Free event listing is only available to allied organisations, as part of a reciprocal agreement or memorandum of understanding.
We are no longer accepting submissions for events through this web page. These events are not organised or endorsed by the College. Please contact the event provider directly for further information.
CASC Practice Course, 14 August 2019
Cornwall Partnership NHS Foundation Trust will hold a CASC practice day on Wednesday 14th August 2019 in Truro.
Breaking Convention Conference, 16-18 August 2019
Europe’s largest conference on psychedelic research is being held at the University of Greenwich, 16 – 18 August. We invite researchers at all levels of training to submit a paper at the following address: https://breakingconvention.co.uk/participate.html. The conference is interdisciplinary and typically features theoretical and experimental papers from the fields of medical science, physical science, social sciences, ecological science, mathematics, arts and humanities. We host 60 invited speakers and a further 120 speakers from submitted abstracts.
ECSR 2019, the 6th European Conference on Schizophrenia Research, 26-28 September 2019
The ECSR is being established as a platform to present new data and findings of schizophrenia research. Also in 2019, the ECSR will be the perfect forum for scientific exchange on all facets of our motto including remaining challenges and unsolved questions. The critical appraisal of current evidence of precision medicine with regard to psychoses hopefully will also lead to discuss a respective research agenda. By meeting with international experts the conference might even result in the initiation of consortia to collaborate on relevant topics further promoting precision medicine in schizophrenia diagnostics, therapies and care, and in the end translating knowledge into better outcomes.
Ladybones l The Edinburgh Fringe Festival | July 31 Aug 1-11, 13-18, 20-26
Duration: 1 hour
Venue: The Pleasance Courtyard, (Venue 33), 60 Pleasance, EH8 9TJ
Cost: From £7 - £11
Theatrical productions delving into psychiatric topics usually present the patient as a hapless victim of circumstances, society’s oppression and professional callousness. Very rarely do they convey realistic nuances of the illness process and modern therapeutic methods. However Ladybones, a one-woman show, which previewed at The Vault Festival in London earlier this year breaks this mould in a pithy, entertaining way.
The play is written and performed by Sorcha McCaffrey who has obsessive-compulsive disorder. Her character is Nuala, an archeological osteologist who on a dig discovers the body of a young woman buried face down. This leads her to surmise that she may have been reviled as a witch and Nuala goes on to relate this to her own “weirdness” as a long-term sufferer from OCD. We are deftly taken back through her life leading to some hilarious scenes. We meet some anxious relatives, we see the struggle to conform to expectations. All this is viewed through the ever-present prism of OCD, the list-making, compulsive behaviours and doubting.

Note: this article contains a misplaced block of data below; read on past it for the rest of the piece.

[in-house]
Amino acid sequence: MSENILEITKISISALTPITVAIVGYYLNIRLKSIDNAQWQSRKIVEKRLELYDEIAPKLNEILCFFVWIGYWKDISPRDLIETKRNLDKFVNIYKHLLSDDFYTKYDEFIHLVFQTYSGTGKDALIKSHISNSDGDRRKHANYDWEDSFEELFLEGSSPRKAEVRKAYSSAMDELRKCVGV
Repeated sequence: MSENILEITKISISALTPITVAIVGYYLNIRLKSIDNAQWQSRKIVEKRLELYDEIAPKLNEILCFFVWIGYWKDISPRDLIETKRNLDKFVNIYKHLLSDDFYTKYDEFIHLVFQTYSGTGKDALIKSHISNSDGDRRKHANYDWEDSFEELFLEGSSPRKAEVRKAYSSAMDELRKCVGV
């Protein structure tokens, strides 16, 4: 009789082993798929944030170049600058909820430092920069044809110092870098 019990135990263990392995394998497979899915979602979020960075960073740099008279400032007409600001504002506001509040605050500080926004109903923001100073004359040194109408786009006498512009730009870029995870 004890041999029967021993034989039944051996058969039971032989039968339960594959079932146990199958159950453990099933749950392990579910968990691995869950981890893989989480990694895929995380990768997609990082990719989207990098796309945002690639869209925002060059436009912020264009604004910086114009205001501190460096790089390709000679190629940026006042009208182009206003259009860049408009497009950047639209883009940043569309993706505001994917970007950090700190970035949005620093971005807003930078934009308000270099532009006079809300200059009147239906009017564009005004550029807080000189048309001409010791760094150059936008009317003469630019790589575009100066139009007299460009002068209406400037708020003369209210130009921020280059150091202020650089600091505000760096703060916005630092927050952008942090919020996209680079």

But Nuala is no victim as she strives to achieve some understanding of her state with the help of her Cognitive Behavioural Therapist, eventually arriving at a synthesis of acceptance of her differences and optimism for the future in a way that avoids mawkishness.
For more information including speakers draft programme and how to book please visit the Edinburgh Fringe website
Division of occupational psychology (BPS) meeting: Remote, flexible and precarious working: Exploring occupational health policies and practices, Wednesday 9 October 2019
Time: 10am - 4.30pm
Venue: Mansion House, London, EC4N 8BH
Cost: Free to everyone (including the public)
This one-day seminar raises awareness of the poor availability of occupational health for those workers who fall into three specific categories: those who work remotely, or who engage in flexible or precarious working.
The Division of Occupational Psychology (DOP) and the Society of Occupational Medicine (SOM) are working together to raise awareness of mental health within the work environment. This is the third year that we are addressing specific mental health concerns. Our inaugural seminar in 2017 considered the challenges and solutions around mental health at work. The 2018 seminar focused specifically on ‘caring for the carers’, more specifically how health and social care professionals can best be supported to ensure a healthy and satisfying career.
This year’s seminar focuses on those individuals who are working remotely, flexibly and precariously; those organisations that employ them; and assessing how they can be supported more effectively. A particular focus is on the gig economy, lone workers, and those who work within micro businesses. The event’s diverse speakers will provide context to the occupational health concerns of these groups of workers. While it is accepted that work is good for individuals, it is even more important to ensure that workers have the resources they need to function more effectively within the workplace, regardless of how they work, where they work and the type of work they do.
We hope that this seminar adds to the knowledge base of understanding what contributes to the overall well-being of this group of workers and provide the context in which they can be supported more fully.
For more information including speakers draft programme and how to book please click here